Lehmann Audio Black Cube Linear
A necessity for driving high-end headphones
- Perfect build quality, no background noise, powerful
- Heavy (not that it matters!)
The Black Cube Linear is a great product. It's a great addition to your home audio setup if you have expensive headphones that require amplification. Even if you don't, the Black Cube Linear will provide a noticeable boost in sound quality for cheaper headphones.
Price$ 1,449.00 (AUD)
A headphone amplifier like Lehmann Audio's Black Cube Linear amplifier is a necessity if you're using high-end, demanding headphones like AKG's K701. However, this amplifier will still offer greatly improved sound quality with mid-range headphones.
We've only ever looked at one headphone amplifier before — the exemplary SXH2 from Perreaux. We applauded its low noise floor and metered treble — so how did the Black Cube Linear from Lehmann Audio fare? Both amplifiers have their own quirks and advantages that set them apart.
The Black Cube Linear is an imposing beast for a headphone amplifier. All the necessary power circuitry is built into its long, low body rather than being stored in an external power brick. This is great news for those who like to keep their entertainment setups tidy, but it also speaks volumes about the quality of internal wiring. If the power supply is electronically 'quiet' enough to be stored inside the body of the device, you can rest assured it won't introduce any noise into your audio.
The Black Cube Linear we tested had a set of unbalanced stereo RCA sockets as its primary input, though different versions also have USB and 3.5mm connectivity. In addition, the device has a second pair of RCA connectors, which are used as outputs. This means you can use the amplifier in-line between a source and an amplifier for a set of speakers — so you don't need to mess around with cable splitters or switches. Power is delivered through a standard IEC connector, so if you're dedicated (or foolhardy) enough to own an expensive power cable you can use that. The unit's power switch is also on the rear of the unit — instead of integrated into the volume control as is common, because that would degrade sound quality — as is as a removable fuse.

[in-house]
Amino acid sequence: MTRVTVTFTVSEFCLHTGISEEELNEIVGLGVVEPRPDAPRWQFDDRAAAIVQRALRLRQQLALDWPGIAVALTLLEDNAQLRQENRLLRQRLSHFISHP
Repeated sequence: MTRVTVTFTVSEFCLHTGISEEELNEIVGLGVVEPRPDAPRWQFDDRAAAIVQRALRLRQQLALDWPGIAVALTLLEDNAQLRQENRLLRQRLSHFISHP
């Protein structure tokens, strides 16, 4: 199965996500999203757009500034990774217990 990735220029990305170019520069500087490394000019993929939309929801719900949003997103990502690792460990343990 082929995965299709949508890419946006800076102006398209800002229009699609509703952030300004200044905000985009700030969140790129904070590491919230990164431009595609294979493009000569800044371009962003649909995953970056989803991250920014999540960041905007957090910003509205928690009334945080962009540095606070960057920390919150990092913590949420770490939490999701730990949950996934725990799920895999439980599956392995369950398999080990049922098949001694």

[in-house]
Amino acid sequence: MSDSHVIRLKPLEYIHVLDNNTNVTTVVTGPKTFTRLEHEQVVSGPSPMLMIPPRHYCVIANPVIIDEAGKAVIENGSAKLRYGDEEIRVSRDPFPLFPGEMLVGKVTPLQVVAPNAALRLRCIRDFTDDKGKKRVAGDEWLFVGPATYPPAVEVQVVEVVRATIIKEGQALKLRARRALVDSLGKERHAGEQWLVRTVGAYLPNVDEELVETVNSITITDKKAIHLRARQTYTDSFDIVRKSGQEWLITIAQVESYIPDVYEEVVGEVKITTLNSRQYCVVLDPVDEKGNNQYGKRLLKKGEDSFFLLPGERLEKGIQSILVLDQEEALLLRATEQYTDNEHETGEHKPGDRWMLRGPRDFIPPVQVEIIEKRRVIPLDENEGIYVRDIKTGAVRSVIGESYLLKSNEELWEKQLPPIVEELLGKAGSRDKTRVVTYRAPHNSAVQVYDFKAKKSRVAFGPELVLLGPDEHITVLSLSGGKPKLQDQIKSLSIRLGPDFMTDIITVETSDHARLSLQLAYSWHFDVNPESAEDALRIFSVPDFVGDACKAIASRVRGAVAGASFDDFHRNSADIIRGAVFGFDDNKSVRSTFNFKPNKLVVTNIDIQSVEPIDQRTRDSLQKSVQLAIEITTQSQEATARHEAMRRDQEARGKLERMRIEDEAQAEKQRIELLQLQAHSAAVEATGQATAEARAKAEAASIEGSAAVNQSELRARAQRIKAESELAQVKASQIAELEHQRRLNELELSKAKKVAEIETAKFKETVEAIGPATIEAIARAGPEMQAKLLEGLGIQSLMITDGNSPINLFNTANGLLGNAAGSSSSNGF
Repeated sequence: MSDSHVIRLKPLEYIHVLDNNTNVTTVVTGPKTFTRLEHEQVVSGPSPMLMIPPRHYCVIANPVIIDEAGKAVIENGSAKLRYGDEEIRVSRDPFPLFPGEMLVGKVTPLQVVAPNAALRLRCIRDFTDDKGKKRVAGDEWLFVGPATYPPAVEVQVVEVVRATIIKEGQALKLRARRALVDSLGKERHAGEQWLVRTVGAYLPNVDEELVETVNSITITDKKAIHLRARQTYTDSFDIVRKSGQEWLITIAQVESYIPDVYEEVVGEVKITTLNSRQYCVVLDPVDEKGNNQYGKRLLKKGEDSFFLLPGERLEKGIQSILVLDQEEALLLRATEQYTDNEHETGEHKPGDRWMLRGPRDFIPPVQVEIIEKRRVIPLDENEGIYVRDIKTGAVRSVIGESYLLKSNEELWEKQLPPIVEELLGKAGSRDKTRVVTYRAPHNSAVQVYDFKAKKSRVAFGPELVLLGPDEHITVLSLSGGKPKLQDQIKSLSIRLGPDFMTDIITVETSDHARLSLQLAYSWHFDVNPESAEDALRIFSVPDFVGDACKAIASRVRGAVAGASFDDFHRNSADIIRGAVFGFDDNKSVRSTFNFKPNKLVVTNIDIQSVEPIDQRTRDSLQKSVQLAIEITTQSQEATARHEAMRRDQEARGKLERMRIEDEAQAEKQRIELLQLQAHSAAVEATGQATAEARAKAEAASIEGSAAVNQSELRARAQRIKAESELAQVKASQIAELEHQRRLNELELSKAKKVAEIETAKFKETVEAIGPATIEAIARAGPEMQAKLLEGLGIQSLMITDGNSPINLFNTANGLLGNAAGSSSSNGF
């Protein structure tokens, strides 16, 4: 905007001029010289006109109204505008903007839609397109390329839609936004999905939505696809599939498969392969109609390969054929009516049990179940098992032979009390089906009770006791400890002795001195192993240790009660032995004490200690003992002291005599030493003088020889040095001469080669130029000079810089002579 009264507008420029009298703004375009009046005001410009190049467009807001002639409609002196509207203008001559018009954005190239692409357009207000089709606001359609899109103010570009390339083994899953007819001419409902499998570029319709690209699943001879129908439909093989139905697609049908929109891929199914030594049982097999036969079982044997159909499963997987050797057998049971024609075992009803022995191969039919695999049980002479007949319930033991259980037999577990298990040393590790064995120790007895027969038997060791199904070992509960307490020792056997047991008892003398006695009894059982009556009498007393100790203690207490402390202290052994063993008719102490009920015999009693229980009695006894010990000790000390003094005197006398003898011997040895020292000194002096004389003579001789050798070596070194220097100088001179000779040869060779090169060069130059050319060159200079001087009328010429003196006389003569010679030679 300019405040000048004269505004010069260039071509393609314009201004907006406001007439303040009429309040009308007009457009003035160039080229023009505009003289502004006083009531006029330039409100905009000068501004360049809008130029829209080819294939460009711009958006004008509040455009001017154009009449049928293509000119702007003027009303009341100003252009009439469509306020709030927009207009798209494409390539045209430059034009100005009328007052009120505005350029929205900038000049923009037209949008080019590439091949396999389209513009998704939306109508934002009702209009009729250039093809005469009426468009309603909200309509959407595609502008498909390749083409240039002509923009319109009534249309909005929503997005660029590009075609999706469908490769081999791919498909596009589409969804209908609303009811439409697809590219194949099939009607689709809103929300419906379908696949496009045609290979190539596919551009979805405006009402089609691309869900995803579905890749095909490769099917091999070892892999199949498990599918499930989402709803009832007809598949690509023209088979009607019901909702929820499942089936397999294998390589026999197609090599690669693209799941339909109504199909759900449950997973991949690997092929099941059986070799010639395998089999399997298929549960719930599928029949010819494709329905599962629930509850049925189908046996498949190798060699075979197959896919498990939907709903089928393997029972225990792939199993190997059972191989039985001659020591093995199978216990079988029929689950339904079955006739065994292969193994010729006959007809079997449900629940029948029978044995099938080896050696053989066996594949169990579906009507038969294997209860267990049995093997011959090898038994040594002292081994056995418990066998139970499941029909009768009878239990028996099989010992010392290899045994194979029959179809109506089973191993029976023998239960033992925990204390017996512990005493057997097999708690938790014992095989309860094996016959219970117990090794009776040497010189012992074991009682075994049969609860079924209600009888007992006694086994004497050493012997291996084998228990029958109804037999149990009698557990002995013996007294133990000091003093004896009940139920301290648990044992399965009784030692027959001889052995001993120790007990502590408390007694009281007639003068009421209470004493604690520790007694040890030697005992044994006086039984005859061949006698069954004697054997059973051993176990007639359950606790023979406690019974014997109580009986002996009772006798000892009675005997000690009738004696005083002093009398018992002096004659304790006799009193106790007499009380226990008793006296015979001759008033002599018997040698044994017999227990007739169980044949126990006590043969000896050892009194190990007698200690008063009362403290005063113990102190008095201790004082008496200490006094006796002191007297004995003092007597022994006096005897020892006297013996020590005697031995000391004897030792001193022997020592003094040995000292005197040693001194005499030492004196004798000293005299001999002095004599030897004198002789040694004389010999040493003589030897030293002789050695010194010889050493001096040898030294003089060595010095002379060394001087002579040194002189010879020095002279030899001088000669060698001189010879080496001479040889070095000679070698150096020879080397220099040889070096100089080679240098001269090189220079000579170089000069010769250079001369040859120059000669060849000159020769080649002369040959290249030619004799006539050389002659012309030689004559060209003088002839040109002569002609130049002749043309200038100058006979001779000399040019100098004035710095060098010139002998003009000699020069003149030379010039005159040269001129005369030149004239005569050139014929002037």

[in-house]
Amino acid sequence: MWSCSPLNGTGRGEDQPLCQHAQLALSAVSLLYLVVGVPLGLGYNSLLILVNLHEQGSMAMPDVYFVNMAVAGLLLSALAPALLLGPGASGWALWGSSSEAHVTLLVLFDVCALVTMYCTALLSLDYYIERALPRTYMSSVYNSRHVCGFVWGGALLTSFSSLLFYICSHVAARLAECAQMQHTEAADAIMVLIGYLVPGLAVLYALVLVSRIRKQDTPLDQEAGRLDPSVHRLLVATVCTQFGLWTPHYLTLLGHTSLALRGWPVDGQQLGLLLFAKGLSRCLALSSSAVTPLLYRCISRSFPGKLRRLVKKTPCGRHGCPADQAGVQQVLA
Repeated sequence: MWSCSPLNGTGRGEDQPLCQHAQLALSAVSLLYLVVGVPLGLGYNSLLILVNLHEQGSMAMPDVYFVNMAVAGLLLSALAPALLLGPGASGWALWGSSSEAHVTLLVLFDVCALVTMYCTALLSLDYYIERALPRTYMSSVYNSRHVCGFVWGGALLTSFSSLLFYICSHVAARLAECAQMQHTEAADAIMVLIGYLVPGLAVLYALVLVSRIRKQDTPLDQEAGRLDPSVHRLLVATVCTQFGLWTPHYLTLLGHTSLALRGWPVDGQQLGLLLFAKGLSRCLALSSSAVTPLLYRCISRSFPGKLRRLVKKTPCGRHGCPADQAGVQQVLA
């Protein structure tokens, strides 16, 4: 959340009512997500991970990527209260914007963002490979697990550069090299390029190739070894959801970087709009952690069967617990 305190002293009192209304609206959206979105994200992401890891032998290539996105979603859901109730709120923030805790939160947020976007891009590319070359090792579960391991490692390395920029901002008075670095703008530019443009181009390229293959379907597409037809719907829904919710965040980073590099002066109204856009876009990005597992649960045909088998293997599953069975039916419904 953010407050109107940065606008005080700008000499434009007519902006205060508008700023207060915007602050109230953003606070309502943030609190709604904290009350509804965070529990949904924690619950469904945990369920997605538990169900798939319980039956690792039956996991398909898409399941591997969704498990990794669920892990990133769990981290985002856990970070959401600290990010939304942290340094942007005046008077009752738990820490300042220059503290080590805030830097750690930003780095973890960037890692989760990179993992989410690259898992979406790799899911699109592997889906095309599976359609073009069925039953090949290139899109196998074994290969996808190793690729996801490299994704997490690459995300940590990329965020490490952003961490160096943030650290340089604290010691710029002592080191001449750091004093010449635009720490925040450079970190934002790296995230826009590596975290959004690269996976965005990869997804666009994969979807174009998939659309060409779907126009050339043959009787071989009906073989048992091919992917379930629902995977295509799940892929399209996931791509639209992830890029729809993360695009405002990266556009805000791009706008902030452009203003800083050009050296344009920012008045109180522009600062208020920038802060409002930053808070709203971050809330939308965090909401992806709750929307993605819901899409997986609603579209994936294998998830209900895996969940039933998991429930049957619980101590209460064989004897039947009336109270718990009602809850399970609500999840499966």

Moving to the front of the unit, the sense of exacting engineering is continued. The four millimetre thick aluminium faceplate is held on with hex screw, with the only components a volume control, two quarter-inch headphone jacks and a single blue power LED.
The volume control is of paramount quality. It's well weighted, requiring only a little force to start its movement. Moreover, the increase in volume is perfectly linear even at lower wattages. Whereas cheaper amplifiers bias to one channel of headphones at lower volumes, the Black Cube Linear is consistently even and balanced.
Obviously the amplifier is designed to drive headphones of premium quality and as such it doesn't bother with consumer-level 3.5mm headphone jacks. While the headphones that require or will benefit most from amplification usually have larger connectors, you will need the appropriate adapter if you're planning on using slightly cheaper headphones.
We tested the amplifier with two vastly different models of headphones from AKG. AKG's K701 are headphones that require an external amplifier to power them, which makes it hard to assess the amplifier's impact. We did find, however, that even with the amplifier's gain set to the lowest value (adjustable with two switches on the base of the unit), the Black Cube Linear was able to drive the headphones to painfully loud volumes. Another good test of the amplifier's capability was to hit maximum volume with no audio playing. There was no noticeable electronic noise or high-frequency hissing audible, which is testament to the fantastic internal components used. The amplifier didn't detract from the neutral, analytical nature of the headphones either — all frequencies were equally weighted, while immense detail was noticeable in complex orchestral music.